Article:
Marques de Riscal Rioja Reserva 2005
Tempranillo from Rioja, Spain
A dark cherry color with good depth. Balsamic aromas with hints of ripe fruit, complex and spicy. The attack is fresh and light, with soft, rounded tannins. The finish proves persistent with some reminders of toasted oak. Its passage through the mouth is pleasant and elegant, fresh and easy to drink.
The Wine Advocate - "The 2005 Reserva is medium purple-colored with an excellent nose of cedar, Asian spices, violets, balsamic, and black cherry. Dense and layered on the palate, it is a powerful offering from an excellent vintage that will benefit from another 5-7 years of cellaring and which should drink well through 2030. It is a great value as well as an ideal introduction to traditional Rioja. "
International Wine Cellar - "Bright ruby-red. Complex, aromatic bouquet of red berries, dried cherry, sassafras, tobacco and cedary oak. On the palate, dark fruits are joined by mounting vanilla and oak spice character. Packs a solid punch and finishes with very good spicy persistence."
Marques de Riscal Winery
Wines of the Herederos de Marqués de Riscal has always been a leading and pioneering company in the wine producing sector. In 1858, it became the first winery in the Rioja to produce wines following the Bordeaux method and in 1972, it was the first winery to promote the Rueda Designation of Origin, where it produced its famous Marqués de Riscal white wines.
Marqués de Riscal sells its products in over 70 countries and its wines have enjoyed the highest international distinctions as well as numerous awards and mentions in the media. View all Marques de Riscal Wines
About RiojaView a map of Rioja wineries (ree-OH-hah) Spain makes some of the best Tempranillo-based wines in the world. Once the only DOCa (recently joined by Priorat in 2001), Rioja is divided into 3 sub-regions: Rioja Baja, Rioja Alta, Rioja Alavesa. There are 4 red varieties and 3 white varieties allowed in the Rioja DOC. Tempranillo definitely takes center stage, followed by Garnacha (Grenache), which is sometimes added for body, then Graciano and Mazuelo (Carignan). The region also makes roses. For whites, the main grape is Viura (or Macebo), producing fresh, early-drinking wines. Malvasia, the grape that was once the most planted white, is found less often.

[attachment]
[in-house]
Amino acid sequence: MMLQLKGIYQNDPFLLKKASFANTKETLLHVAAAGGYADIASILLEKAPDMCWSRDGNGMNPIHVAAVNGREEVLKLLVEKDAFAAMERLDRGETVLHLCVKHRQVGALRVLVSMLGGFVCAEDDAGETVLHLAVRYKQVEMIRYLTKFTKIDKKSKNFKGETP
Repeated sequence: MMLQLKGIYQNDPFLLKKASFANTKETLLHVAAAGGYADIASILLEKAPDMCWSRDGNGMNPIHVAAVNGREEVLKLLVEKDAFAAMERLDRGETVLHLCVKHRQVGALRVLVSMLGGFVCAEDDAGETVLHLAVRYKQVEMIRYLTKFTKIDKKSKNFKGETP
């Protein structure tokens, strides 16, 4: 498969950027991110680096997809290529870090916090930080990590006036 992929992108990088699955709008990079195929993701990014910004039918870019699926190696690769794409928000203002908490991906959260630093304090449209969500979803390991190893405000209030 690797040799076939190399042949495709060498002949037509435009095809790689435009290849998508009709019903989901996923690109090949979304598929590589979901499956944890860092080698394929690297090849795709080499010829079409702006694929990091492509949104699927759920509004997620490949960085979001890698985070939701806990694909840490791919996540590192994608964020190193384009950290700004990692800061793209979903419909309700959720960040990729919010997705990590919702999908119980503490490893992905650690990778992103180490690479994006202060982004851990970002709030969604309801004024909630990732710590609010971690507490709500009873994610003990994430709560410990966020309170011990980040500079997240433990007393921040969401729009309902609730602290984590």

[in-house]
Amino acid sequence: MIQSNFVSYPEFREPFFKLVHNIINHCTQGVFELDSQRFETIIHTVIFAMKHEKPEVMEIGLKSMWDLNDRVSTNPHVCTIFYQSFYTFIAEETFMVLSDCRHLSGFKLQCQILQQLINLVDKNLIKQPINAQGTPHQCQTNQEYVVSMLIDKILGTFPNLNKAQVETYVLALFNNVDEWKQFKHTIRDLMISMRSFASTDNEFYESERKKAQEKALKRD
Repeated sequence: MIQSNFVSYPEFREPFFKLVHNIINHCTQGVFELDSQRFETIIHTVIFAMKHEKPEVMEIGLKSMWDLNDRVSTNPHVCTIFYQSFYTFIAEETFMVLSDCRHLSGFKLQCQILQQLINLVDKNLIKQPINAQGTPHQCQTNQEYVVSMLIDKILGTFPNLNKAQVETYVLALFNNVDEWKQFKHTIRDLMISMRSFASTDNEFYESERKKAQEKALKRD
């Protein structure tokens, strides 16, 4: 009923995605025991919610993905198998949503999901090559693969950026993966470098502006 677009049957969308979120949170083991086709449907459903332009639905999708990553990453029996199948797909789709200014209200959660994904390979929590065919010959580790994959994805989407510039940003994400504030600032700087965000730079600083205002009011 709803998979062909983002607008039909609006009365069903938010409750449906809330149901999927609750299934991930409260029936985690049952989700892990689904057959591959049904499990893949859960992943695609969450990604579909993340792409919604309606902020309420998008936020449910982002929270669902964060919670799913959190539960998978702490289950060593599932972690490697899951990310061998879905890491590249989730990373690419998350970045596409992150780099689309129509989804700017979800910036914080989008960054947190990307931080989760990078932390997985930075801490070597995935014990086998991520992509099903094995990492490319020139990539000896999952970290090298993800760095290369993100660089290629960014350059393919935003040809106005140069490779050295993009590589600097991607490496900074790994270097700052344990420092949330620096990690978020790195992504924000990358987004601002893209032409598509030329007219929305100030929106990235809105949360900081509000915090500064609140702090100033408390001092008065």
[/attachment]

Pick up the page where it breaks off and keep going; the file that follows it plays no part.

Notable FactsThe Rioja wine trade is somewhat confusing. Grapes are typically brought to a merchant's bodega from one of the 20,000+ growers in the region, or via a cooperative. The wine is then bottled and labelled by that bodega. Rioja's Consejo Regulador keeps track of all vineyards and bodegas to make sure they are following the DOCa regulations. Put in place to ensure quality, the system also controls prices.
As with the rest of Spain, the wine label may state Crianza, Reserva or Gran Reserva, depending on barrel & bottle maturation. Crianzas are usually found within two years of the vintage and offer fresh, ripe wines. Reserva and Gran Reserva will be found a few years after the vintage, as the bodega will be aging the wines in barrel and bottle before release. Both typically show more secondary characteristics of spice and oak ageing.
The most popular red varieties of Spain include Tempranillo and Garnacha (Grenache). Whites don't garner quite as much recognition, but there are some regional varieties not to be missed, like Albarino and Verdejo. The popular red regions of Spain include Rioja, known for its outstanding wines of the Tempranillo grape; Ribera del Duero, producing high quality reds from Tempranillo and Garnacha; Galacia, with the sub-region of Rias Baixas, home to the deliciously crisp and floral Albarino grape; and Priorat, a region increasing in popularity with its high-quality cult reds. Other regions of note are Rueda, growing the Verdejo grape, La Mancha, a wide desert region, covered in the most planted white variety in the world, Airen, and Jumilla, making wines based on Monastrell (Mourvedre).
Spain's wine laws are based on the Denominacion de Origen (DO) classification system, devised in the 1930's. A four tiered system, the most basic level is Vina de Mesa (table wine) followed by Vino de la Tierra (country wine), DO and at the top DOC. Currently, only Rioja and Priorat have DOC status, while over 65 DO's scatter the country.
Most DO regions are classified and regulated by how long they age the wines. On a red wine label, one may find the terms Crianza, Reserva or Gran Reserva, denoting the wine's barrel and bottle time. Crianza is usually two years between barrel and bottle (the time in each depends on the DO and/or the winemaker), Reserva up to 4 years and Gran Reserva 5 – 6 years. Classifications of each region and wine are controlled by the region's Consejo Regulador.
Customer ReviewsSign In to Add Your Review44.1 out of 5 stars
7 ratings, 1 with reviewChristineG - Cincinnati, OH55/9/2016Omar Stradella - Potsdam, NY43/23/2012Omar Stradella - Potsdam, NY43/23/201241/4/201231/3/2012
badgergrad96 - Washington, DC511/15/201134/29/2011Nice. Really easy drink.
- Earthy & Spicy